Intel Comet Lake CPU Rumored, 10-core Mainstream Chips

Intel is reportedly readying new 10-core Comet Lake CPUs, that are expected to launch sometime next year. The Intel Comet Lake architecture is planned to continue the company’s 14nm production process, and offer up better performance over the current Coffee Lake architecture.

Intel Comet Lake S desktop processors are rumored to include up to 10 cores on the fourth 14nm process. A post on a Taiwanese forum claimed that the 10-core chip was mentioned during a partners meeting. The 10-core Comet Lake S chip is expected to support 20 threads using Intel’s Hyperthreading technology. This move may be interpreted as a response to Intel’s rival AMD’s plans to begin producing CPUs on its 7nm Zen 2 architecture in the near future.

The new 10-core Comet Lake CPU is expected to be designed for the LGA115x desktop platform, and will use a dual ring bus to help with thermal dissipation. The current generation of Coffee Lake CPUs, in particular the Core i9-9900K, have been criticized for mediocre heat dissipation.

A 10-core mainstream desktop processor would push beyond the 8-core limit seen on mainstream AMD and Intel chips. While both company’s offer extremely expensive CPUs ranging from 16 to 32 cores, those chips require expensive motherboards and run for thousands of dollars each. The cheaper Comet Lake S CPU would fall more in line with Intel’s Core i9 series.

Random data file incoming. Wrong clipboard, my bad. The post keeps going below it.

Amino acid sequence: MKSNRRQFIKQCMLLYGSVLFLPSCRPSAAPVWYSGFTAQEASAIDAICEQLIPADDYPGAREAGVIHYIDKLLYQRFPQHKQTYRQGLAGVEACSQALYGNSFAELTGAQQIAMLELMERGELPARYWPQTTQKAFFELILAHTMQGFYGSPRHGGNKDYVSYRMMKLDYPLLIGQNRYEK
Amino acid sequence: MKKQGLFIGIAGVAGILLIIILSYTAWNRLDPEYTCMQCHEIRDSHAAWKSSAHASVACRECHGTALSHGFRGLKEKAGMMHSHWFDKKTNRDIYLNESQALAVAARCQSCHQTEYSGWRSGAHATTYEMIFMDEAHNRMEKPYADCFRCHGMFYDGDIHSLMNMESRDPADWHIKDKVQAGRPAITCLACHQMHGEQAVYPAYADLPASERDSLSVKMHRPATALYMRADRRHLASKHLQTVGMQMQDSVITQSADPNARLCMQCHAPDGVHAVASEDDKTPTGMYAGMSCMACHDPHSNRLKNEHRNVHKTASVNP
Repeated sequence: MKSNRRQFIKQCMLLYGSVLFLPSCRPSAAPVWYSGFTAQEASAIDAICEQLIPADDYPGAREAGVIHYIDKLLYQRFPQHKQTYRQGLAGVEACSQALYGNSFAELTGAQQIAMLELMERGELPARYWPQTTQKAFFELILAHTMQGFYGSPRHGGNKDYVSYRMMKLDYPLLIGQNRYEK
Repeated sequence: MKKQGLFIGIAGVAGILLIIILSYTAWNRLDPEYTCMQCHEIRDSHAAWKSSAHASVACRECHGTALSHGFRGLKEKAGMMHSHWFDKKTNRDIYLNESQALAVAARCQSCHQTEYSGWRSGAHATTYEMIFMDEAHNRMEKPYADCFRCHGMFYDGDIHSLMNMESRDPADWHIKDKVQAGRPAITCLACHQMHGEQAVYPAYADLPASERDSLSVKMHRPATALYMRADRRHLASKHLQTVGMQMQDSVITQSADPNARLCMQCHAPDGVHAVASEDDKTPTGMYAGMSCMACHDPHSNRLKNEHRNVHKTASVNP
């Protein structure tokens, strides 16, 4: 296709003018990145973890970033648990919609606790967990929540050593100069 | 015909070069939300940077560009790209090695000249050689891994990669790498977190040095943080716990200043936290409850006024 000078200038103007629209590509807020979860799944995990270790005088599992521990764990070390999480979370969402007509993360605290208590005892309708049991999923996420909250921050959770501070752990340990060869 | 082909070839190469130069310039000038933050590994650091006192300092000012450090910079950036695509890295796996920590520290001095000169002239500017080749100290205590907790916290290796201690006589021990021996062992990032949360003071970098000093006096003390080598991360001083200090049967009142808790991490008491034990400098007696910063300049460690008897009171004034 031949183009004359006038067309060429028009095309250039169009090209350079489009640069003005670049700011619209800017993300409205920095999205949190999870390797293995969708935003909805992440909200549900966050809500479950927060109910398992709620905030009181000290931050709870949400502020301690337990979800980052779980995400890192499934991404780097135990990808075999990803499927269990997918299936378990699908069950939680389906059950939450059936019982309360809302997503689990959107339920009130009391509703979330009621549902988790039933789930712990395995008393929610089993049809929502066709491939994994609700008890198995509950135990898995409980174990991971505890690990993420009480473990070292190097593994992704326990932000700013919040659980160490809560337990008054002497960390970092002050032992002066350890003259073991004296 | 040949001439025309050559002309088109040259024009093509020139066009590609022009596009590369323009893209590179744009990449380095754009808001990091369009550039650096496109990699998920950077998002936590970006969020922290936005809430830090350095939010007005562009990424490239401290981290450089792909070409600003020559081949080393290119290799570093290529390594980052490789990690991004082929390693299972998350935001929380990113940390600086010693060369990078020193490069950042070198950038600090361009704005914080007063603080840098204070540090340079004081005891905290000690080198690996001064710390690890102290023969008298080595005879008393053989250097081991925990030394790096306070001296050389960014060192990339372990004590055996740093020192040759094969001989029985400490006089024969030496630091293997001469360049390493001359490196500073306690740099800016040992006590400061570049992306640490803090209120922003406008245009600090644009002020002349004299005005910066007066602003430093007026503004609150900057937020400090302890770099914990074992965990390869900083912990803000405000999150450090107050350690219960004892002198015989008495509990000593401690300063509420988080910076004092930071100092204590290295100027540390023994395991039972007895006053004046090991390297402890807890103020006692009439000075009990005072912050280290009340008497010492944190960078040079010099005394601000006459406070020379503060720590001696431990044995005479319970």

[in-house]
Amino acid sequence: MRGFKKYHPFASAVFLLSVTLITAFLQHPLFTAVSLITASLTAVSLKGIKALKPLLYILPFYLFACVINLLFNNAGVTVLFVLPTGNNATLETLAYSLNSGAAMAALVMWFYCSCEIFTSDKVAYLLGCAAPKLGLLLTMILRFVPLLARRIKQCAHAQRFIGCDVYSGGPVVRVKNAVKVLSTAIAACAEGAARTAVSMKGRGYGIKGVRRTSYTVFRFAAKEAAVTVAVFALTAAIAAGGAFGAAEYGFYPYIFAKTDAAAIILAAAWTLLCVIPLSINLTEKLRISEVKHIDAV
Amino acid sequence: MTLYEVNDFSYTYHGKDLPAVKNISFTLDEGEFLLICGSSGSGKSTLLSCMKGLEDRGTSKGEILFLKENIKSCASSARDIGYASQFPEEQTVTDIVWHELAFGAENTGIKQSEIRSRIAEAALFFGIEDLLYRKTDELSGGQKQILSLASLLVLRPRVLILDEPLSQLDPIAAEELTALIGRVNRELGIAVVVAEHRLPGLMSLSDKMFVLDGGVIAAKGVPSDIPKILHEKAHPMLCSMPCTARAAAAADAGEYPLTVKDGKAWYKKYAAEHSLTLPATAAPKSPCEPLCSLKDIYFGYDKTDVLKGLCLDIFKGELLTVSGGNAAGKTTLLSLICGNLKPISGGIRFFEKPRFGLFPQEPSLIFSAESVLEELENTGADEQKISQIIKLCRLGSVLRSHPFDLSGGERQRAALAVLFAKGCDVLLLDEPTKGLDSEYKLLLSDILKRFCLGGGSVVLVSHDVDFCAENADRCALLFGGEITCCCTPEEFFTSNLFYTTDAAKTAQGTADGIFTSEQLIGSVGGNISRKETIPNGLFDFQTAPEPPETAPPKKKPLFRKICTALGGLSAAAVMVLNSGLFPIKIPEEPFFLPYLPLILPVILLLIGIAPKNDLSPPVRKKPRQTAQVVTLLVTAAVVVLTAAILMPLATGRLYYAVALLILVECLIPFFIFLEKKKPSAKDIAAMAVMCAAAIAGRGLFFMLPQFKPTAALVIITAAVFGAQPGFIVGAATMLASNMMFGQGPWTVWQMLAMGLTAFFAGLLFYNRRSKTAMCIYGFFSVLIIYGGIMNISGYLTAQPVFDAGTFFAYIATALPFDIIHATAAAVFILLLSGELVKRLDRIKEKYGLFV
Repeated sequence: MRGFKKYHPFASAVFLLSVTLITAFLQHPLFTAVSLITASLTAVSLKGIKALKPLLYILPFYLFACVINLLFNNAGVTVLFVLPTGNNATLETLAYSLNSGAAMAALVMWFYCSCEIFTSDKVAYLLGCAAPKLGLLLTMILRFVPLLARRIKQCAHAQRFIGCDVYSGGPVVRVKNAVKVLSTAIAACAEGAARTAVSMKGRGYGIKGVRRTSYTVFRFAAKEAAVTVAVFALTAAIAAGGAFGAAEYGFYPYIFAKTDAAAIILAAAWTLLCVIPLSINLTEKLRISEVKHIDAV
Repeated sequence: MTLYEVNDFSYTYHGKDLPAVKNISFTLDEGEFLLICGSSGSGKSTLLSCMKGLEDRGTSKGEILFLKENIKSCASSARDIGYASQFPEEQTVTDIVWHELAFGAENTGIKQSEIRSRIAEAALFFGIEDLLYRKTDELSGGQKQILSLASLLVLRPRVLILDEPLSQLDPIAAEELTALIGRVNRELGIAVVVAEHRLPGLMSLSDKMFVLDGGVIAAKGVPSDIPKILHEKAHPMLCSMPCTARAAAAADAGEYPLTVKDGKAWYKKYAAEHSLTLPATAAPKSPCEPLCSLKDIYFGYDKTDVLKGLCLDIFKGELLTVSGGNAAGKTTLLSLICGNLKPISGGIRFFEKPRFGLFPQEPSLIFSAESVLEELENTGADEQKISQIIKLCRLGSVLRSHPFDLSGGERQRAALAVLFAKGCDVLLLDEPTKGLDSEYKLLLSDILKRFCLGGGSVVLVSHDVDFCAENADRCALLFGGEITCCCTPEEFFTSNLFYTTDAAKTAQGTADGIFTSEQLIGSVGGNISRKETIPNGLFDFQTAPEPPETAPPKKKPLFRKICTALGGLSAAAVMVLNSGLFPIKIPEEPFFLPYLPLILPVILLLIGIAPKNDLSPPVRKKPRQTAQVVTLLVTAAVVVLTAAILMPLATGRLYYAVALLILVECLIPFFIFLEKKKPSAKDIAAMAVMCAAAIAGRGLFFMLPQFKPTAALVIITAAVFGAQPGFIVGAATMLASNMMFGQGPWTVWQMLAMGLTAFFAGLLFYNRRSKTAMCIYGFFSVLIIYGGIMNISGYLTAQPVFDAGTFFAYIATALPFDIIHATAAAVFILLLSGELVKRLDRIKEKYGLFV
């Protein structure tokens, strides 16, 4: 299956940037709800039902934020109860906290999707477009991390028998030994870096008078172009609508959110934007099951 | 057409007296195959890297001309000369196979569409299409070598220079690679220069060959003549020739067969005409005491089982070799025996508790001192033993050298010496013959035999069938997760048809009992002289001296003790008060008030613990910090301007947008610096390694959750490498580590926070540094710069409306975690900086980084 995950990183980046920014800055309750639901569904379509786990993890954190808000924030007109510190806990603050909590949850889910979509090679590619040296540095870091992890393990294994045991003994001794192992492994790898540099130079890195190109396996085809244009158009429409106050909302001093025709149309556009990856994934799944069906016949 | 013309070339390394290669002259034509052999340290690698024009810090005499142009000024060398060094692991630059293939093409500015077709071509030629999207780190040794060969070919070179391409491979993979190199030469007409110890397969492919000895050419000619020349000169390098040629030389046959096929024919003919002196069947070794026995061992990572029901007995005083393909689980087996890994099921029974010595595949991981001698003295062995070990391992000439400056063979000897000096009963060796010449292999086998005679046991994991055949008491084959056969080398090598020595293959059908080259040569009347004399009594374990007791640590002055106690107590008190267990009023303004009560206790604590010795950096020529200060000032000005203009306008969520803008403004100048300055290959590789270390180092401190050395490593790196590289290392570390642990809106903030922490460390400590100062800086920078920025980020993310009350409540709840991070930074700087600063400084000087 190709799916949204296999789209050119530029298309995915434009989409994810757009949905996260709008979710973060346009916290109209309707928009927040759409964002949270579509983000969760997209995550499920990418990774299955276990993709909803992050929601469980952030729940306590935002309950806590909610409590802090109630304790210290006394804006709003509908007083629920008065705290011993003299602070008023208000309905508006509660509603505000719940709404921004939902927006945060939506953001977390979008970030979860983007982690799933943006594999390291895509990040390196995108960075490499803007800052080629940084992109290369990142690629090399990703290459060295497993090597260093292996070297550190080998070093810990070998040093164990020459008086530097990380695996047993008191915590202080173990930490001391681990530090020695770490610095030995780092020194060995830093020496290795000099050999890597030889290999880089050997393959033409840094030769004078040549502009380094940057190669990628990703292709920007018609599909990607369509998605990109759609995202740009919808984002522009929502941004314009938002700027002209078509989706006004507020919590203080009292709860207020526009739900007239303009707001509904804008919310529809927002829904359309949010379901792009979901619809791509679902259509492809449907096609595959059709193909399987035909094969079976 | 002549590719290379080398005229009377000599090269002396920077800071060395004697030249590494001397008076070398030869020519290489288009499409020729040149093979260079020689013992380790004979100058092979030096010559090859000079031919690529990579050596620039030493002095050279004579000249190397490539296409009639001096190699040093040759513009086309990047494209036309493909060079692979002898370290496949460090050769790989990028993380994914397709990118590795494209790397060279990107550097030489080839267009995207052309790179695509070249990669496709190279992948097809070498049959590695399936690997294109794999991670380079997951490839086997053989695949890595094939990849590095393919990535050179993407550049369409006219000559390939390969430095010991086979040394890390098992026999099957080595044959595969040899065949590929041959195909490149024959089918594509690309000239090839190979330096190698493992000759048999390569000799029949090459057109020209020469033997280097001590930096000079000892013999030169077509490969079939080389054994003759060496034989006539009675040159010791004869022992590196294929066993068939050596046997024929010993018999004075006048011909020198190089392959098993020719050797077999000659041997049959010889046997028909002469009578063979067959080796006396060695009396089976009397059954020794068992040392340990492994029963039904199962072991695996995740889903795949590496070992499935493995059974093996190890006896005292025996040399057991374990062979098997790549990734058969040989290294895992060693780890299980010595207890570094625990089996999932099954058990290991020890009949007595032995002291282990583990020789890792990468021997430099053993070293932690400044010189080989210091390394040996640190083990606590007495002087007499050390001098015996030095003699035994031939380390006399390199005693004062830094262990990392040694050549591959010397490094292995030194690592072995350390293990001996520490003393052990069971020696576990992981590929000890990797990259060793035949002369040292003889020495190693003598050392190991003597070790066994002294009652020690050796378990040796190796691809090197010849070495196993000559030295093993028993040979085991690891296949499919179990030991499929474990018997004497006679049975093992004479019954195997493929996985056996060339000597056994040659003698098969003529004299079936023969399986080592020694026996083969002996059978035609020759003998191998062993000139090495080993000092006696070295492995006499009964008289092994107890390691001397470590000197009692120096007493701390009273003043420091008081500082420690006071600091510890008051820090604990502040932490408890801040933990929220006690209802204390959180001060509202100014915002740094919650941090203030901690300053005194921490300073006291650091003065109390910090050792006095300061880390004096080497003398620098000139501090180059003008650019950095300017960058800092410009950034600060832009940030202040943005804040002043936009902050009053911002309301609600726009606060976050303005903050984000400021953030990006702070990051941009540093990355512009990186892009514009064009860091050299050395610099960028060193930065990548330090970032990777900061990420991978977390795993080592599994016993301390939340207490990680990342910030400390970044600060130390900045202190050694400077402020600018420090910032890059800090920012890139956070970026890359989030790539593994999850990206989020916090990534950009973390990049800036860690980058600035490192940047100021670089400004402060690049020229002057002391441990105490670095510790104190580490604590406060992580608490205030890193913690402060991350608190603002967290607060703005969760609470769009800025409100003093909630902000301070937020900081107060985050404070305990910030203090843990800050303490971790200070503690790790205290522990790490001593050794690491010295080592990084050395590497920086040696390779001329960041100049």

WCCFTech suggests that the new processor could retail around the $550 range, but that could be higher depending on chip supplies. The Comet Lake range of CPUs is expected to launch sometime late next year, while the AMD Zen 2 line is rumored to release in mid-2019.

Intel’s continued reliance on the 14nm process is unsurprising, as the company’s “tick-tock” manufacturing development was eliminated in recent years. Intel had been on a run of shrinking process nodes, going from 45nm “Bloomfield” in 2008 to the 14nm “Boadwell” in 2014. Intel has continued to struggle with producing 10nm at high enough chip yields, and as a result have continued to produce 14nm processors.